Mature Marketing Links of the Week – Promotional Preferences, A Weepy Wild One
Today’s round-up of top posts for marketing to older adults is like a “choose your own adventure” novel.
Feeling business-like? Check out the insights into marketing preferences via MarketingSherpa. Curious about mortality? The CDC’s stats on centenarians should interest you. Ready for a good cry? Grab your hankie and listen to Maurice Sendak’s words of wisdom.
MOST CLICKED: How do Baby Boomers want to discover and then learn more about products? And how do their preferences differ from that other big cohort, the Millennials?
Two recent posts by MarketingSherpa offer actionable insights. First, product introduction. The top ways that Baby Boomers discover new products are not the stuff of buzzy headlines. Offline sources trump online, as this chart illustrates.
I was a little surprised to see that older women seem not to be discovering new products via online advertising, as we’re seeing good success with search engine marketing and display marketing for our senior-focused clients. Maybe that’s the difference between products and services? Something to explore further.
MarketingSherpa notes that “people without children in their households (30%) favored offline advertising more than people who had children (22%).” A helpful insight for those marketing to empty-nesters.
ACTION ITEM: Invest in PR!
Since I first started working in public relations 20+ years ago, so-called “earned media” has always been more than worth its weight in paper. An article has great credibility, especially with skeptical Boomers who resist being sold to.
Next, once a Baby Boomer has found you, how would they like to keep learning about your products and services?
MarketingSherpa asked consumers, “In which of the following ways, if any, would you prefer to receive regular updates and promotions from companies that you are interested in doing business with?” In this case, the promotional preferences of Millennials and Boomers are more closely aligned: email and snail mail once again trump that buzzy social media.
Research Manager Liva LaMontagne notes:
“In regard to mobile methods of communication, also not surprisingly Millennials (27%) were more interested in receiving text messages from brands than Baby Boomers (8%). Millennials (26%) were also more interested in downloading mobile apps than Boomers (5%).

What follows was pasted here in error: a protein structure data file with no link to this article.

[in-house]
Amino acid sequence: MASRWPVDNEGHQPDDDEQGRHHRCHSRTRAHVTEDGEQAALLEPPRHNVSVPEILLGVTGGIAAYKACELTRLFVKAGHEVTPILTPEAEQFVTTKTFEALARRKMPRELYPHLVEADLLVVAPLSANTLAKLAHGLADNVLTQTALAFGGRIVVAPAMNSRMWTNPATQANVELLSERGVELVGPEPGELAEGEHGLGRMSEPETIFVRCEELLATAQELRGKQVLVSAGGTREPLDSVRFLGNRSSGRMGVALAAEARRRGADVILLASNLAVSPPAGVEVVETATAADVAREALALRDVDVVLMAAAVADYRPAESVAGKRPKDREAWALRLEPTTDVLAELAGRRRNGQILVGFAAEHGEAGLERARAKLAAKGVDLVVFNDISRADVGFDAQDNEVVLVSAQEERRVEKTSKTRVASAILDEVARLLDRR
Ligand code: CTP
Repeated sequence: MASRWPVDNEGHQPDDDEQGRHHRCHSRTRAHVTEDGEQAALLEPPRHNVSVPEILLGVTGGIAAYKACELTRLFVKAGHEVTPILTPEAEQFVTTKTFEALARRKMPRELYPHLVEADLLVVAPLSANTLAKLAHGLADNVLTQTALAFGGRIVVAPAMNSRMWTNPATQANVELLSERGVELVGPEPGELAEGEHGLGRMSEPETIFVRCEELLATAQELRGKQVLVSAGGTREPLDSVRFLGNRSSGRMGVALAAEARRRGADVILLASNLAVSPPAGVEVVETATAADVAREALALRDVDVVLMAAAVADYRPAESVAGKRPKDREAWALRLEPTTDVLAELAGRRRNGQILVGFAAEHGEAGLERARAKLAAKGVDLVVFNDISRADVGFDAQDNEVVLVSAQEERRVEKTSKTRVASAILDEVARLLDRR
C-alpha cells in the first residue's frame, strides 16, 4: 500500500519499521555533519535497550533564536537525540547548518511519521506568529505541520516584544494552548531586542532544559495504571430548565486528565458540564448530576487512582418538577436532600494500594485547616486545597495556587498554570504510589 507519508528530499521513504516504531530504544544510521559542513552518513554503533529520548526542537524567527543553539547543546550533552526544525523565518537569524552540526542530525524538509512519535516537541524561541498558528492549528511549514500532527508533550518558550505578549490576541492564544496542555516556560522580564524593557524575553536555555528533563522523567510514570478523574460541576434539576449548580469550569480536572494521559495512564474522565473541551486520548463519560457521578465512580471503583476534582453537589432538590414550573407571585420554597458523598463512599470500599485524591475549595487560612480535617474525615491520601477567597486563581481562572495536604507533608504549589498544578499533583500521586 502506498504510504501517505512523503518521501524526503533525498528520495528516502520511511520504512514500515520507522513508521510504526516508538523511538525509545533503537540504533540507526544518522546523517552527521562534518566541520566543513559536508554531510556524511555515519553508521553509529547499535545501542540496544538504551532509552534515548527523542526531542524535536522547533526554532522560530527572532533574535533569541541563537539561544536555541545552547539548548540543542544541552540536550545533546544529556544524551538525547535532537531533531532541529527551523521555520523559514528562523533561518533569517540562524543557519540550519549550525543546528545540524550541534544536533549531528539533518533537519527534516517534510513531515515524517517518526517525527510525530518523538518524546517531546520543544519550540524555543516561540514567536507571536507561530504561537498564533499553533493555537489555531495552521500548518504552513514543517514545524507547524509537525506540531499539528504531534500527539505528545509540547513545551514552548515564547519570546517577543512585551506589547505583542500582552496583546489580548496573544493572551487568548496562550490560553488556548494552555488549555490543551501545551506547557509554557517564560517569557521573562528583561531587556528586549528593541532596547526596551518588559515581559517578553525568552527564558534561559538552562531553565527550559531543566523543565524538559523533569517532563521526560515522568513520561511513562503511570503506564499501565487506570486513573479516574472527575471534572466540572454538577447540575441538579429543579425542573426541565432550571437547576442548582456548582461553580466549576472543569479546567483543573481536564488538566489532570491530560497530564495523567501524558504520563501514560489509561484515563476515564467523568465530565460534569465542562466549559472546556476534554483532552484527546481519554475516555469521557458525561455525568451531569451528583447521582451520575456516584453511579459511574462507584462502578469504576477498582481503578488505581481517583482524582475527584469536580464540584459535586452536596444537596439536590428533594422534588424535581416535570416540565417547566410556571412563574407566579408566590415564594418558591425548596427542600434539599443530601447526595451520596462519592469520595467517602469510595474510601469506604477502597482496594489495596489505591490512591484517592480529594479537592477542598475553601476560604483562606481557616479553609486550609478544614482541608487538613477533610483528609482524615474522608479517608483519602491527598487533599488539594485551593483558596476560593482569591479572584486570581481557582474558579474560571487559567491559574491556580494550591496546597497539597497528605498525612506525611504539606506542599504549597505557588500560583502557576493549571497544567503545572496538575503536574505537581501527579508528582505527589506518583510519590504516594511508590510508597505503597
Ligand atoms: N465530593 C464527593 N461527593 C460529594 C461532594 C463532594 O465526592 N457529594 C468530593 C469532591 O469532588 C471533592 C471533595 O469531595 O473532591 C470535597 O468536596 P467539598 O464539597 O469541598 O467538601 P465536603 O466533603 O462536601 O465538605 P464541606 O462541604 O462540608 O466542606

Millennials (17%) were more interested in attending local events than Baby Boomers (3%).”
That last point IS surprising to us! Creating Results has found experiential marketing to be a very effective tactic for marketing to Boomers and beyond, particularly for complex purchase decisions such as 55+ and retirement housing. (You can download a white paper on the topic here.)
ACTION ITEM: Invest in email! This research by MarketingSherpa is just one of many, many studies that show email is how older adults want to hear from your brand. Email is the “killer app” for Baby Boomers and seniors. What’s keeping you from using this channel to its full potential?
MOST HANKY-WORTHY: “Cry my way all the way to the grave.”
Push ‘play’ below (or click here) to hear a moving interview between Fresh Air’s Terry Gross and the inimitable Maurice Sendak, author of “Where The Wild Things Are” among other beloved books.
ACTION ITEM: Live your life. Live your life. Live your life.
MOST SHARED: What’s killing U.S. centenarians? More than ever, it’s Alzheimer’s.
The Centers for Disease Control and Prevention (CDC) has shared new data on mortality among Americans aged 100 or older. While still uncommon to live to 100, the number of centenarians is on the rise, increasing 43.6%, from 2000 to 2014. There are now 72,197 centenarians in the U.S. Naturally, the death rate of 100-year-olds will increase with the size of the group.
Over a 14 year span, the CDC reports that death rates for centenarians increased 119% for Alzheimer’s disease, 88% for hypertension, 34% for chronic lower respiratory diseases (CLRD), and 33% for unintentional injuries.
More charts about mortality and centenarians: http://1.usa.gov/1Rcr49u